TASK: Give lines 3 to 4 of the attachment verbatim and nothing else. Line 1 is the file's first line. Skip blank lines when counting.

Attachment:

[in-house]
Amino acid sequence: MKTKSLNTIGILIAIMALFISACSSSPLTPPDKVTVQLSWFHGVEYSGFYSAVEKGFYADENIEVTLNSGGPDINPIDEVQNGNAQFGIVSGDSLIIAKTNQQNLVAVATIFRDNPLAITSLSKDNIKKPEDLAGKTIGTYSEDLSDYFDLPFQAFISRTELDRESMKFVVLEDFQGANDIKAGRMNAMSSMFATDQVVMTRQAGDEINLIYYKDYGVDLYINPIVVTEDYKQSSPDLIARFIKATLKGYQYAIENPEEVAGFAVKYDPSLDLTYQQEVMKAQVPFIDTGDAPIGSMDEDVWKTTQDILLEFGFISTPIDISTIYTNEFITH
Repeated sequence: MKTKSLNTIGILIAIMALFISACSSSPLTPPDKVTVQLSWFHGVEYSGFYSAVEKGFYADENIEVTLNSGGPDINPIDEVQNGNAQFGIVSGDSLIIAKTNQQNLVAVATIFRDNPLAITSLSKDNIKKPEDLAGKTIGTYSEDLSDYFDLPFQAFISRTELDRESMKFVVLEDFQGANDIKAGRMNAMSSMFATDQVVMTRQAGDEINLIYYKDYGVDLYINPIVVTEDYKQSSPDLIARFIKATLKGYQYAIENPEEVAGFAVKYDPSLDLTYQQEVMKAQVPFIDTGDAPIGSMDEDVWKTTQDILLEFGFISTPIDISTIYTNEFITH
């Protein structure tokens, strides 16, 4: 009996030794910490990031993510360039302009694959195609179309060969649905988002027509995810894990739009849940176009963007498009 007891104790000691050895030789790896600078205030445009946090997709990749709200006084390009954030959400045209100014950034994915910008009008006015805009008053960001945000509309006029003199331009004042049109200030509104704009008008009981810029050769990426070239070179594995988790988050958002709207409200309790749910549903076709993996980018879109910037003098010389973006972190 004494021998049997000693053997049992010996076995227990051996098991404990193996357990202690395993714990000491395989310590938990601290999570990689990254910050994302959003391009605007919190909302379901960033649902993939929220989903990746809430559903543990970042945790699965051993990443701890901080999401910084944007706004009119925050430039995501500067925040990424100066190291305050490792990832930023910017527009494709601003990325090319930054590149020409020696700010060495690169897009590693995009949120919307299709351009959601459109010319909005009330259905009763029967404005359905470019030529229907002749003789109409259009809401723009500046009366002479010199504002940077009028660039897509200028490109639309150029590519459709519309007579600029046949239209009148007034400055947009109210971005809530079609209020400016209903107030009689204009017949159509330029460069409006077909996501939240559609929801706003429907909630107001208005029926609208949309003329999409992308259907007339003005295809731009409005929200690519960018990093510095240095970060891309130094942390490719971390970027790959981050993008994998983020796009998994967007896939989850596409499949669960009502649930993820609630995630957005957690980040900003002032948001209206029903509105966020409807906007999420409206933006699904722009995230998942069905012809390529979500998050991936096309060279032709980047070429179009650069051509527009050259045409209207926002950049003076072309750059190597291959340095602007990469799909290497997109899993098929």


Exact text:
Repeated sequence: MKTKSLNTIGILIAIMALFISACSSSPLTPPDKVTVQLSWFHGVEYSGFYSAVEKGFYADENIEVTLNSGGPDINPIDEVQNGNAQFGIVSGDSLIIAKTNQQNLVAVATIFRDNPLAITSLSKDNIKKPEDLAGKTIGTYSEDLSDYFDLPFQAFISRTELDRESMKFVVLEDFQGANDIKAGRMNAMSSMFATDQVVMTRQAGDEINLIYYKDYGVDLYINPIVVTEDYKQSSPDLIARFIKATLKGYQYAIENPEEVAGFAVKYDPSLDLTYQQEVMKAQVPFIDTGDAPIGSMDEDVWKTTQDILLEFGFISTPIDISTIYTNEFITH
């Protein structure tokens, strides 16, 4: 009996030794910490990031993510360039302009694959195609179309060969649905988002027509995810894990739009849940176009963007498009 007891104790000691050895030789790896600078205030445009946090997709990749709200006084390009954030959400045209100014950034994915910008009008006015805009008053960001945000509309006029003199331009004042049109200030509104704009008008009981810029050769990426070239070179594995988790988050958002709207409200309790749910549903076709993996980018879109910037003098010389973006972190 004494021998049997000693053997049992010996076995227990051996098991404990193996357990202690395993714990000491395989310590938990601290999570990689990254910050994302959003391009605007919190909302379901960033649902993939929220989903990746809430559903543990970042945790699965051993990443701890901080999401910084944007706004009119925050430039995501500067925040990424100066190291305050490792990832930023910017527009494709601003990325090319930054590149020409020696700010060495690169897009590693995009949120919307299709351009959601459109010319909005009330259905009763029967404005359905470019030529229907002749003789109409259009809401723009500046009366002479010199504002940077009028660039897509200028490109639309150029590519459709519309007579600029046949239209009148007034400055947009109210971005809530079609209020400016209903107030009689204009017949159509330029460069409006077909996501939240559609929801706003429907909630107001208005029926609208949309003329999409992308259907007339003005295809731009409005929200690519960018990093510095240095970060891309130094942390490719971390970027790959981050993008994998983020796009998994967007896939989850596409499949669960009502649930993820609630995630957005957690980040900003002032948001209206029903509105966020409807906007999420409206933006699904722009995230998942069905012809390529979500998050991936096309060279032709980047070429179009650069051509527009050259045409209207926002950049003076072309750059190597291959340095602007990469799909290497997109899993098929």